Indeed, currency intervention can be tricky, Kelly says. Switzerland intervened heavily in the market last year to bring down the value of the Swiss franc and lost about $7 billion in the process, he says. In spite of the effort, the franc continued to rise against the euro. And in 1992, the U.K. spent billions of pounds in an unsuccessful attempt to boost the value of its currency.

The impact of currency value on trade flows is also hotly debated. As Chandler points out, the Chinese allowed their currency to appreciate 25% against the dollar between 2005 and 2008, and still their trade surplus was even bigger at the end than at the beginning. The cheap labor, more than the price of currency, kept Chinese exports attractive.

Says Chandler: "Boosting exports and having a weaker currency are not the same thing."

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It's been said "the bigger they are the harder they fall." Almighty Dollar!

October 04 2010 at 11:43 PM Report abuse rate up rate down Reply

Boosting exports is good, but boosting domestic production and reducing imports is better. Other countries have restricted imports and are otherwise subsidizing their domestic production, to tilt the playing field in their favor. We need to step up our efforts to open their markets and/or provide incentives for businesses to locate facilities within our borders and disincentives for them to operate off shore. Currency value manipulation is one tactic being used to attempt to rig the international economic game.

September 28 2010 at 9:41 AM Report abuse rate up rate down Reply

This is what happens when you take Silver Certificates we had them from 1878-1964. Replace it with IOU'S it. The media is spinning so much it dizzy. One day economy is hopeful, next day it is insert (name here,companies wall street ect. fault.) Another day it is yet another bill that will save us from government spending with more government spending. Today it is that nasty global economy. But wait there is more you can invest in gold. Or stand on your head with your big toe pointing north for all the good it will do you. There is no global currency war. Free market has been held hostage for years globally(with poor trade agreements meant to bring other countries up as we spread the wealth globally of course it is our wealth) and this is the end result. Is it November yet?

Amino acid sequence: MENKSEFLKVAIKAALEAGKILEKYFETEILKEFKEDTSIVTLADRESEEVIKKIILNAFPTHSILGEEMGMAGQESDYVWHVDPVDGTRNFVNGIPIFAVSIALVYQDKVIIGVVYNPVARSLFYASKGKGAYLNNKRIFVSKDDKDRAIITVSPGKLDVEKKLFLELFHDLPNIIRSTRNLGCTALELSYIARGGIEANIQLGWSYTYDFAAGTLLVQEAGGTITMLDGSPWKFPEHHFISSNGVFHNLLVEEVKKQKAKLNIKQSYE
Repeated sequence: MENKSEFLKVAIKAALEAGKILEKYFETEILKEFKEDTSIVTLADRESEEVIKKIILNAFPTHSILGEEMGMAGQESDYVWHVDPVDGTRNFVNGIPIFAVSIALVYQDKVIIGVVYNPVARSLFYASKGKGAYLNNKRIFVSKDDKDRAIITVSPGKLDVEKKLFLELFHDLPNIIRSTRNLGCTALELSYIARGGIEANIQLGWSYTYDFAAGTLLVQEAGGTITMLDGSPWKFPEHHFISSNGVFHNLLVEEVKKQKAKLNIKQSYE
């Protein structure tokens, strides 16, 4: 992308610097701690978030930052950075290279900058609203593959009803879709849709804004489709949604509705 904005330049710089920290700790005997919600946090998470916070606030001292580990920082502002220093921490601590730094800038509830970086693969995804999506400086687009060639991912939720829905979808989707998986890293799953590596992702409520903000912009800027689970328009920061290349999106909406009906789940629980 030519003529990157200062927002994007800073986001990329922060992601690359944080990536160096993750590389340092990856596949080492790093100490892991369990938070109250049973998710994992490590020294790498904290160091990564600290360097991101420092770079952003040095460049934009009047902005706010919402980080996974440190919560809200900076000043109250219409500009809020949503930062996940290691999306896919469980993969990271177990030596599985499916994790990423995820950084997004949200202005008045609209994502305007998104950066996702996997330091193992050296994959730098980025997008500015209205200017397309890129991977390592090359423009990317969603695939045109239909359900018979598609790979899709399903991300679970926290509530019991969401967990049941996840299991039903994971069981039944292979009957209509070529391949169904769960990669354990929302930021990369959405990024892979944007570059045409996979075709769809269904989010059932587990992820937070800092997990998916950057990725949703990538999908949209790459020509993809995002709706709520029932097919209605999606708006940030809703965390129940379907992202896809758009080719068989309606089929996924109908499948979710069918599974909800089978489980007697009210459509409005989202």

September 28 2010 at 7:38 AM Report abuse rate up rate down Reply


September 28 2010 at 6:58 AM Report abuse +2 rate up rate down Reply

Show me the American jobs not the contracts with visa workers !

September 28 2010 at 6:34 AM Report abuse rate up rate down Reply

Now the goverment hastely tries to pump the economy to back up their claim that the recession ended while trying to hide the fect we are and have been in a Great Depression.

September 28 2010 at 6:32 AM Report abuse +1 rate up rate down Reply

No jobs and all Unemployment Extentions end in November. Elections and Christmas sales face a major adjustment to reality with no housing boom to pump it up. Care to guess the outcome? New Years is next ready to forgive all ect? I think not for Damn sure!

September 28 2010 at 6:29 AM Report abuse +1 rate up rate down Reply

In my area there is a drive to "shop locally". I say lets get more American made products on your shelves to get me to shop locally.

September 28 2010 at 6:20 AM Report abuse +3 rate up rate down Reply
Robert & Lisa

Let the other governments try to manipulate their currencies. It will backfire on them. Free markets will win in the long run.

September 28 2010 at 6:17 AM Report abuse +2 rate up rate down Reply

Great Depression 2 underway...accelerating daily! Gold will make it to $3,000.00 an ounce by June of 2011 and silver to $100.00 ounce by the same time.

September 28 2010 at 5:55 AM Report abuse +1 rate up rate down Reply
2 replies to mikfete58's comment
Robert & Lisa

Maybe, maybe not. I wouldn't set a date.

September 28 2010 at 6:19 AM Report abuse rate up rate down Reply

You do not have to set a date. A Depression is a Recession that lasts two years with weak GNP and High Unemployment.

September 28 2010 at 7:53 AM Report abuse +1 rate up rate down Reply